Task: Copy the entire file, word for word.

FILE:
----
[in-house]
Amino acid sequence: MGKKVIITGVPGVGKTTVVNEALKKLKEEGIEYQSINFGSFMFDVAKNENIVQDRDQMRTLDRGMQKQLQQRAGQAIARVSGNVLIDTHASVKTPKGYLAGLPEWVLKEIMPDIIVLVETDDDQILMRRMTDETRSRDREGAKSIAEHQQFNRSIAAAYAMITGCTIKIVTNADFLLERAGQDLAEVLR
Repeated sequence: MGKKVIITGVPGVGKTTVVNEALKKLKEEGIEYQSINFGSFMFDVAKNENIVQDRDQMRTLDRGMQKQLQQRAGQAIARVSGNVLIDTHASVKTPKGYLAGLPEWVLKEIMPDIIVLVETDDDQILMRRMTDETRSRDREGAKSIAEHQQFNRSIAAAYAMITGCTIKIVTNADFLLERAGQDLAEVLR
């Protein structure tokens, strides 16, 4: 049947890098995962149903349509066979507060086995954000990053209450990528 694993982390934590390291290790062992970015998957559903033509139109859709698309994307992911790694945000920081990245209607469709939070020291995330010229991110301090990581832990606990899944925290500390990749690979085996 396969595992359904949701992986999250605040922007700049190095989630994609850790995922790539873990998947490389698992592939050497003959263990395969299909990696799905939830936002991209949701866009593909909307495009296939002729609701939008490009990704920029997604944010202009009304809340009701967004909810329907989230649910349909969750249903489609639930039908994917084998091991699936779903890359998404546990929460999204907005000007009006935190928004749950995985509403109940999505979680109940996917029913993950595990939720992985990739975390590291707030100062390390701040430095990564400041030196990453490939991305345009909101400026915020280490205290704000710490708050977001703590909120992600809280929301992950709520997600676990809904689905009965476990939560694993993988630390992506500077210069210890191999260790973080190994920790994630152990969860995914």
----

[in-house]
Amino acid sequence: MGKKVIITGVPGVGKTTVVNEALKKLKEEGIEYQSINFGSFMFDVAKNENIVQDRDQMRTLDRGMQKQLQQRAGQAIARVSGNVLIDTHASVKTPKGYLAGLPEWVLKEIMPDIIVLVETDDDQILMRRMTDETRSRDREGAKSIAEHQQFNRSIAAAYAMITGCTIKIVTNADFLLERAGQDLAEVLR
Repeated sequence: MGKKVIITGVPGVGKTTVVNEALKKLKEEGIEYQSINFGSFMFDVAKNENIVQDRDQMRTLDRGMQKQLQQRAGQAIARVSGNVLIDTHASVKTPKGYLAGLPEWVLKEIMPDIIVLVETDDDQILMRRMTDETRSRDREGAKSIAEHQQFNRSIAAAYAMITGCTIKIVTNADFLLERAGQDLAEVLR
């Protein structure tokens, strides 16, 4: 049947890098995962149903349509066979507060086995954000990053209450990528 694993982390934590390291290790062992970015998957559903033509139109859709698309994307992911790694945000920081990245209607469709939070020291995330010229991110301090990581832990606990899944925290500390990749690979085996 396969595992359904949701992986999250605040922007700049190095989630994609850790995922790539873990998947490389698992592939050497003959263990395969299909990696799905939830936002991209949701866009593909909307495009296939002729609701939008490009990704920029997604944010202009009304809340009701967004909810329907989230649910349909969750249903489609639930039908994917084998091991699936779903890359998404546990929460999204907005000007009006935190928004749950995985509403109940999505979680109940996917029913993950595990939720992985990739975390590291707030100062390390701040430095990564400041030196990453490939991305345009909101400026915020280490205290704000710490708050977001703590909120992600809280929301992950709520997600676990809904689905009965476990939560694993993988630390992506500077210069210890191999260790973080190994920790994630152990969860995914």